* Might also sell assets to help capex, balance sheet
* To offer base dividend plus top-up from non-core ops (Adds management, analyst comments, shares)
By Stephen Jewkes
MILAN, March 20 (Reuters) - Italian power grid company Terna plans to nearly double investments in non-regulated businesses such as battery storage in a bid to boost returns and profitability.
It aims to invest 6 billion euros by 2016 with nearly a third earmarked for non-core operations, where it said returns could be higher than in its traditional grid business.
Europe’s biggest independent power grid operator might also sell assets, including parts of the grid infrastructure, to fund investments and strengthen the balance sheet.
“The sales could be on a leaseback basis where the investor gets the cash flows but Terna keeps operational management,” Terna CEO Flavio Cattaneo said in a press conference.
A couple of asset portfolios have already been identified that might appeal to investors like pension funds, the company said.
“I don’t understand why a company says it will invest 6 billion euros and at the same time announces asset sales. I think they’re concerned about the balance sheet and the move was done for the rating agencies,” a Milan-based analyst said.
Terna, which has debt of around 5 billion euros, has benefited from increased political stability under the Italian government of Mario Mont as well as new tariff regulations.
Standard and Poor’ s recently confirmed its ‘A-’ rating on the company, higher than the Italian government’s ‘BB+’ rating.
In its new 2012-2016 business plan Terna said it will invest 4.1 billion euros to develop the Italian power grid, compared with 5 billion euros in its previous plan.
Italian power prices are among the highest in Europe in part because of areas of congestion along the national grid.
“I thought they were a bit conservative on the capex and I was expecting more on the battery spending front,” said Enrich Bartok of Fidelity’s Equities.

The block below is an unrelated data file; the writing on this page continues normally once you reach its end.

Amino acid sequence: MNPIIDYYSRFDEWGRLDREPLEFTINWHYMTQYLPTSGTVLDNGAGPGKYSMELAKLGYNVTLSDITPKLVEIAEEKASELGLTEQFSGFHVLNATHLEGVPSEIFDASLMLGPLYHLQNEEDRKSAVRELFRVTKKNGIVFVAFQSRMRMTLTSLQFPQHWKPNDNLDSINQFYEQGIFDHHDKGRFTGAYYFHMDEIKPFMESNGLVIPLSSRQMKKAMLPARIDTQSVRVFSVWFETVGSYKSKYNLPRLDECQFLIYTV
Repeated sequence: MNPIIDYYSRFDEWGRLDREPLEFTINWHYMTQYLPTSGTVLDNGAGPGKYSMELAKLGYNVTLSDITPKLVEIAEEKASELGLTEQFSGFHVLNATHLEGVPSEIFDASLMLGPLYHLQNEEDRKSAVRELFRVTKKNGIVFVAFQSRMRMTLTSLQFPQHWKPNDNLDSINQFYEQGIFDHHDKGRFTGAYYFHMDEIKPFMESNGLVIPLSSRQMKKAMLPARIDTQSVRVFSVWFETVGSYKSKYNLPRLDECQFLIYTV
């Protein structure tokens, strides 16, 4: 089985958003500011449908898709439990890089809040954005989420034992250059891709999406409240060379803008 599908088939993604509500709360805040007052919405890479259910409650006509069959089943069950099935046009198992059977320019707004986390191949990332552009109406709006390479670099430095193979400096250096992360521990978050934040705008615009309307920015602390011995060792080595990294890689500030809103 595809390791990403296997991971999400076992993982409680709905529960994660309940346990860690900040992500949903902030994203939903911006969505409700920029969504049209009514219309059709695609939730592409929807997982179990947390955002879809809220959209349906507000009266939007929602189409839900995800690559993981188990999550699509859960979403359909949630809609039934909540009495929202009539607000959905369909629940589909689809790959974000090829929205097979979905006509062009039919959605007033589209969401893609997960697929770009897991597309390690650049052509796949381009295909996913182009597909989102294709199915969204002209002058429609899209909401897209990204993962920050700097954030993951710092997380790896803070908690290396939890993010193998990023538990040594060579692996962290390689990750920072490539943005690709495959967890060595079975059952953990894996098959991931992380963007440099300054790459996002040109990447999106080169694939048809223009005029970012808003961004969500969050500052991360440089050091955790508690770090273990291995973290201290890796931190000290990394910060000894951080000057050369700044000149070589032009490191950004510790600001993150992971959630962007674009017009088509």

Terna, like other Italian energy companies, was hit by an energy tax introduced last year as part of government austerity measures. Analysts have said the tax is not expected to apply to the group’s non-core unregulated businesses.
CEO Cattaneo said the focus on non-traditional and non-regulated business had helped offset negative economic trends and the energy tax - “a strategy that will grow in the coming years,” he said.
Terna, which expects core earnings over the period to grow by an average of 7.5 percent per year, said it would continue with plans to link the power market of Italy with those of Montenegro and North Africa.
But Cattaneo said the company was not talking to any operators in Europe with an idea of joining forces to develop Europe’s power networks.
“We are not looking for a partner,” he said.
In January Snam and Belgian gas group Fluxys SA signed an agreement to assess joint initiatives to develop gas infrastructure projects in Europe.
Terna, which will pay a dividend on 2011 results of 0.23 euros per share, said it would offer a base annual dividend, as of 2012, of 0.19 euros per share.
That would be topped up with a payout of 60 percent from the results or capital gains of its non-traditional business.
In its previous plan Terna said it expected its dividend to grow 4 percent per year to 2015.
At 1417 GMT Terna shares were up 1.6 percent while the European utilities index was 0.38 percent lower. ($1 = 0.7552 euros) (Editing by David Cowell)